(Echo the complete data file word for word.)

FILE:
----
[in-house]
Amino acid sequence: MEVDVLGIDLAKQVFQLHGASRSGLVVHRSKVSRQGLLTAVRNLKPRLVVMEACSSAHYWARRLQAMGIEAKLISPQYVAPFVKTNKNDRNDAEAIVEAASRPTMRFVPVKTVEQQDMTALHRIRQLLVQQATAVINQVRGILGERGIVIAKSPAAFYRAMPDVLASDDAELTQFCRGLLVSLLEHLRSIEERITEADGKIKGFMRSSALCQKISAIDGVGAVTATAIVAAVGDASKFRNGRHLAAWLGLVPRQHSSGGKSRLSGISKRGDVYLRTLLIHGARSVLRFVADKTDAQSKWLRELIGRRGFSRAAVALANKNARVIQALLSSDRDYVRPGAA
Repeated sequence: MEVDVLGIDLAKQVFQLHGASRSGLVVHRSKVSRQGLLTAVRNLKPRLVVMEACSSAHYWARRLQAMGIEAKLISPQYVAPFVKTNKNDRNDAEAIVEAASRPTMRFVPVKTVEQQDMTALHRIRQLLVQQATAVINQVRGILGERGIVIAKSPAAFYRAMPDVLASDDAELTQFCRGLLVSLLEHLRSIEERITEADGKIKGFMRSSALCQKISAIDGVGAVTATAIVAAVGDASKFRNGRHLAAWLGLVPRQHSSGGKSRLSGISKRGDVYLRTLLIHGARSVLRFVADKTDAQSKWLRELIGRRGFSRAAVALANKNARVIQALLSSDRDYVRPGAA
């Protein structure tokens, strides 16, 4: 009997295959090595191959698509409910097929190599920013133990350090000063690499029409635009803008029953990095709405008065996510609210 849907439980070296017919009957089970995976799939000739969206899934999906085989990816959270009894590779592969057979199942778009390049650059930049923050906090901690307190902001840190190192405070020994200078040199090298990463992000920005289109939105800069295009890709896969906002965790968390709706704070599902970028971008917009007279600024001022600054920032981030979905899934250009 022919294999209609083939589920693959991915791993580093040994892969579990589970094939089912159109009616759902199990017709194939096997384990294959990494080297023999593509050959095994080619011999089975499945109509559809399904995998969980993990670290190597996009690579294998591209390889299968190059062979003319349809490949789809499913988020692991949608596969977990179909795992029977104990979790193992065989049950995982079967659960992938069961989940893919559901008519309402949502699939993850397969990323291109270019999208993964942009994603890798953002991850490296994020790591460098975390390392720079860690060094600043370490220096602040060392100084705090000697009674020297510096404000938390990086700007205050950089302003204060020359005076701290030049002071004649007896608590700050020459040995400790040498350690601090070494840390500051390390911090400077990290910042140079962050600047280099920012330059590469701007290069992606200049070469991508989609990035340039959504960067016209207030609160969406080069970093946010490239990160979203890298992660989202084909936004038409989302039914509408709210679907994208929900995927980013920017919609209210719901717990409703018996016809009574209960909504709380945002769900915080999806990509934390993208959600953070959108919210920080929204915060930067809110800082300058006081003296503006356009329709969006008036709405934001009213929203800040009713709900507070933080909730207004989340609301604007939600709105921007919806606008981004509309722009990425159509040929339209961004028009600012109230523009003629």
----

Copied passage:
[in-house]
Amino acid sequence: MEVDVLGIDLAKQVFQLHGASRSGLVVHRSKVSRQGLLTAVRNLKPRLVVMEACSSAHYWARRLQAMGIEAKLISPQYVAPFVKTNKNDRNDAEAIVEAASRPTMRFVPVKTVEQQDMTALHRIRQLLVQQATAVINQVRGILGERGIVIAKSPAAFYRAMPDVLASDDAELTQFCRGLLVSLLEHLRSIEERITEADGKIKGFMRSSALCQKISAIDGVGAVTATAIVAAVGDASKFRNGRHLAAWLGLVPRQHSSGGKSRLSGISKRGDVYLRTLLIHGARSVLRFVADKTDAQSKWLRELIGRRGFSRAAVALANKNARVIQALLSSDRDYVRPGAA
Repeated sequence: MEVDVLGIDLAKQVFQLHGASRSGLVVHRSKVSRQGLLTAVRNLKPRLVVMEACSSAHYWARRLQAMGIEAKLISPQYVAPFVKTNKNDRNDAEAIVEAASRPTMRFVPVKTVEQQDMTALHRIRQLLVQQATAVINQVRGILGERGIVIAKSPAAFYRAMPDVLASDDAELTQFCRGLLVSLLEHLRSIEERITEADGKIKGFMRSSALCQKISAIDGVGAVTATAIVAAVGDASKFRNGRHLAAWLGLVPRQHSSGGKSRLSGISKRGDVYLRTLLIHGARSVLRFVADKTDAQSKWLRELIGRRGFSRAAVALANKNARVIQALLSSDRDYVRPGAA
């Protein structure tokens, strides 16, 4: 009997295959090595191959698509409910097929190599920013133990350090000063690499029409635009803008029953990095709405008065996510609210 849907439980070296017919009957089970995976799939000739969206899934999906085989990816959270009894590779592969057979199942778009390049650059930049923050906090901690307190902001840190190192405070020994200078040199090298990463992000920005289109939105800069295009890709896969906002965790968390709706704070599902970028971008917009007279600024001022600054920032981030979905899934250009 022919294999209609083939589920693959991915791993580093040994892969579990589970094939089912159109009616759902199990017709194939096997384990294959990494080297023999593509050959095994080619011999089975499945109509559809399904995998969980993990670290190597996009690579294998591209390889299968190059062979003319349809490949789809499913988020692991949608596969977990179909795992029977104990979790193992065989049950995982079967659960992938069961989940893919559901008519309402949502699939993850397969990323291109270019999208993964942009994603890798953002991850490296994020790591460098975390390392720079860690060094600043370490220096602040060392100084705090000697009674020297510096404000938390990086700007205050950089302003204060020359005076701290030049002071004649007896608590700050020459040995400790040498350690601090070494840390500051390390911090400077990290910042140079962050600047280099920012330059590469701007290069992606200049070469991508989609990035340039959504960067016209207030609160969406080069970093946010490239990160979203890298992660989202084909936004038409989302039914509408709210679907994208929900995927980013920017919609209210719901717990409703018996016809009574209960909504709380945002769900915080999806990509934390993208959600953070959108919210920080929204915060930067809110800082300058006081003296503006356009329709969006008036709405934001009213929203800040009713709900507070933080909730207004989340609301604007939600709105921007919806606008981004509309722009990425159509040929339209961004028009600012109230523009003629």